Set of ten Pendant Strings ready to be added to a quipu. Camelid fiber. Playa Miller, coast of Arica. Museo Chileno de Arte Precolombino, CMBE PE-18 (Photo, Fernando Maldonado).

Quipu strings twisted in ‘Z’ (detail). American Museum of Natural History, Nº 138705. Photo, courtesy from AMNH.

Quipu strings twisted in ‘S’ (detail). Museo Chileno de Arte Precolombino, 0780.

Diagram of the two possible directions in twisted yarns. Drawing, José Pérez de Arce.

Two ways to tie the Pendant String to the Primary Cord. Drawing, José Pérez de Arce.

Making a Quipu

To make the various quipu strings, the quipucamayocs spun the fibers with a portable spindle or with their hands, attaining different kinds of threads depending on the direction of their spinning motion. A rightward (clockwise) motion produced threads running in the same direction as the oblique axis of the letter “S,” and a leftward (counterclockwise) motion oriented the threads in the same direction as the oblique axis of the letter “Z.” To produce a thicker, stronger string, the threads were plied in the opposite direction of that in which they were spun, thereby enabling them to reinforce each another with their natural tendency to unwind. Thus, Z-spun threads were always S-plied into strings, and S-spun threads, always Z-plied into strings. To date, the vast majority of Inka quipus studied for their thread spinning and plying patterns exhibit strings that are Z-spun/S-plied, the same combination characterizing almost all of the Empire’s textile industry. Only a few have all S-spun/Z-plied strings or a combination of both patterns.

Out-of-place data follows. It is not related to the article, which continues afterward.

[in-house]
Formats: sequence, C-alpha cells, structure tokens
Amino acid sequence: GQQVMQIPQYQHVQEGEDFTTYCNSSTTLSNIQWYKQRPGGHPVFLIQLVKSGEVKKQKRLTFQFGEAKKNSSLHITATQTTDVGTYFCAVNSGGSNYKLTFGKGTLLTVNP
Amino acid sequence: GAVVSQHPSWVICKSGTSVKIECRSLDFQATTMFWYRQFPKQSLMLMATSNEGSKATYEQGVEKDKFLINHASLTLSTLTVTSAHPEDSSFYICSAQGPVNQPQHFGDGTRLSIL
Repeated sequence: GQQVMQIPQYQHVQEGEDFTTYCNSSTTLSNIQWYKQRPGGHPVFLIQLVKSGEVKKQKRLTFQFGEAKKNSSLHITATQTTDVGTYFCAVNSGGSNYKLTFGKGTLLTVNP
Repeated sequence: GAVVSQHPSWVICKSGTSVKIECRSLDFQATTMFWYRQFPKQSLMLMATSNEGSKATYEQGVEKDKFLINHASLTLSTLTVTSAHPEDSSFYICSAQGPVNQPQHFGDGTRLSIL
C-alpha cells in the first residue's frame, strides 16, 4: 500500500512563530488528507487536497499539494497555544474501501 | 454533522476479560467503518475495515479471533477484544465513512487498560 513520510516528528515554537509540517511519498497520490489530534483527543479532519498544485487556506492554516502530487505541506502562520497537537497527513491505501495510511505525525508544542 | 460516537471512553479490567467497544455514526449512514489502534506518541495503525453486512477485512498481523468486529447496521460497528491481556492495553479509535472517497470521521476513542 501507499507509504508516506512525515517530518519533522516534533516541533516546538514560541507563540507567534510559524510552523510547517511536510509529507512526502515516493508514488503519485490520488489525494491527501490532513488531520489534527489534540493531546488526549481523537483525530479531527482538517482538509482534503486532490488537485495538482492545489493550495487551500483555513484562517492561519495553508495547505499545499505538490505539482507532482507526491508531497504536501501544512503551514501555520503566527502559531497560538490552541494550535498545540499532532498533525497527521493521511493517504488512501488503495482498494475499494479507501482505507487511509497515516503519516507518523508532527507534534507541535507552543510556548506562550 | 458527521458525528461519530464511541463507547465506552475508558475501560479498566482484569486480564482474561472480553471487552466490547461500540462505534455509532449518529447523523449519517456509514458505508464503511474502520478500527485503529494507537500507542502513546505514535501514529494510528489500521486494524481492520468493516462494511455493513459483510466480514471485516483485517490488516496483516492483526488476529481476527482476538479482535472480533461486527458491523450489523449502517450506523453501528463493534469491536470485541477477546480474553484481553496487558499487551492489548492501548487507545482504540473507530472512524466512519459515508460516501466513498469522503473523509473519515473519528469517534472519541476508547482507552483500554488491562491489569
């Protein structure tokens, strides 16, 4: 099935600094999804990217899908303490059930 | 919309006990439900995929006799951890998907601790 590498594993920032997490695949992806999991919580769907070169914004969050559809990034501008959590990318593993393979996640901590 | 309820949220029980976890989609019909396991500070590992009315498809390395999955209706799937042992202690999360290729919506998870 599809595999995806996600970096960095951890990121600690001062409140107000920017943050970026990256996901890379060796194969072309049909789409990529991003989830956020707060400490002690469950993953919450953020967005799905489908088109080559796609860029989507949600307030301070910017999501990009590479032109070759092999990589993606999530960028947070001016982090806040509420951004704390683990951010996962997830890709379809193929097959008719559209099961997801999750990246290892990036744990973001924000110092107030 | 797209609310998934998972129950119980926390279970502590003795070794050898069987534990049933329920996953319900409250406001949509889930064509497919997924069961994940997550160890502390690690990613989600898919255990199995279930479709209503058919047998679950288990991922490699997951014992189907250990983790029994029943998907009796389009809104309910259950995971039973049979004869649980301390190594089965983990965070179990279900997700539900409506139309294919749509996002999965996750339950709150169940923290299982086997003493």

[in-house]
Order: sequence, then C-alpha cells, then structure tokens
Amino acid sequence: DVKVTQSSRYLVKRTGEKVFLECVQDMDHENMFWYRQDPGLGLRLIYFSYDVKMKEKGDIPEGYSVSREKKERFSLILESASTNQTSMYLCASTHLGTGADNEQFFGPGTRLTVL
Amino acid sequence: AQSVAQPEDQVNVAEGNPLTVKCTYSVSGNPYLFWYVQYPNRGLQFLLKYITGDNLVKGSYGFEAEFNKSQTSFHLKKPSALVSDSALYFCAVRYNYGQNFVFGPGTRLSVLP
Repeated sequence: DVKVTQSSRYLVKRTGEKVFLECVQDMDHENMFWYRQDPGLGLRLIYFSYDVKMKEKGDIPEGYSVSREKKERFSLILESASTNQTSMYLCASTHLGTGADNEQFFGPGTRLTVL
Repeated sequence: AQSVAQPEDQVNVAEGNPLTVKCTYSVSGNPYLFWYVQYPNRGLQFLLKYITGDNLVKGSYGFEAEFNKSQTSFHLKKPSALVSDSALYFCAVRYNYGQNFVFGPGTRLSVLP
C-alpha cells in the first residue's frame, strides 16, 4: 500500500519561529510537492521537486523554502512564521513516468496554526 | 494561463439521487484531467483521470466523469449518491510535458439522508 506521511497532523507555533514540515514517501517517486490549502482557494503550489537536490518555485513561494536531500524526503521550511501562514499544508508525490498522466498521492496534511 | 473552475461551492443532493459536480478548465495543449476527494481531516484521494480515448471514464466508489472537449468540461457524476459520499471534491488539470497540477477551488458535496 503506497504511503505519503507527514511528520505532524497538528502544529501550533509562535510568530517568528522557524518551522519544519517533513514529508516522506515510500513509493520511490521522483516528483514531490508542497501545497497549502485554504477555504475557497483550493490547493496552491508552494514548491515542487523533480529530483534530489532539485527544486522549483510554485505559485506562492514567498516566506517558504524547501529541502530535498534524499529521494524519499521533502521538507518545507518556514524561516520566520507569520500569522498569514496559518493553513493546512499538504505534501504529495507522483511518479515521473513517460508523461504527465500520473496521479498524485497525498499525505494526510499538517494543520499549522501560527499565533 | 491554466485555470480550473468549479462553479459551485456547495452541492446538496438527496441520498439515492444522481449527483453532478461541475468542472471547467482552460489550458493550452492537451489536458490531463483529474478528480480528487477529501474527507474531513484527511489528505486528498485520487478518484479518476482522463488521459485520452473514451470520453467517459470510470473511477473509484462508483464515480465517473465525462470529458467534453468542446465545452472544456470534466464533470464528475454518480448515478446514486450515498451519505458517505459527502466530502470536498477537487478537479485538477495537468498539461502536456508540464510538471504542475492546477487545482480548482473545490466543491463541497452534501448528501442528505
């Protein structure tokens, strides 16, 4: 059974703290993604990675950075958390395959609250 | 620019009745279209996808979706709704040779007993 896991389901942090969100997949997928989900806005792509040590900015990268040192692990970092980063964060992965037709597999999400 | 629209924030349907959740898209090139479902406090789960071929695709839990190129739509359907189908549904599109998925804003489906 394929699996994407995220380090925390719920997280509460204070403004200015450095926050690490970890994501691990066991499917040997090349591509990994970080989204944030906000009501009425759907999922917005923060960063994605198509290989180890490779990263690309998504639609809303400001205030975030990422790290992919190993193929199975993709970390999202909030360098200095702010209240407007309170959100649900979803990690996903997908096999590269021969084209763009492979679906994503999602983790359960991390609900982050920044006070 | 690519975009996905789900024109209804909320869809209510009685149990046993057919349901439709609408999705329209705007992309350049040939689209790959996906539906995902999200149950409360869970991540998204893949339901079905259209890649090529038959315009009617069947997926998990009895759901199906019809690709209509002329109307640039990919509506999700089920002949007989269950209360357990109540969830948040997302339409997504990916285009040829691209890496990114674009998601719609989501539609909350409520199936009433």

Once prepared, the Pendant Strings were attached to the Primary Cord by means of a “half-hitch” knot, which could be oriented in two different ways, enabling the observer to distinguish either the obverse or the reverse side of the knot. A few quipus have been studied that exhibit complex Pendant String attachment patterns.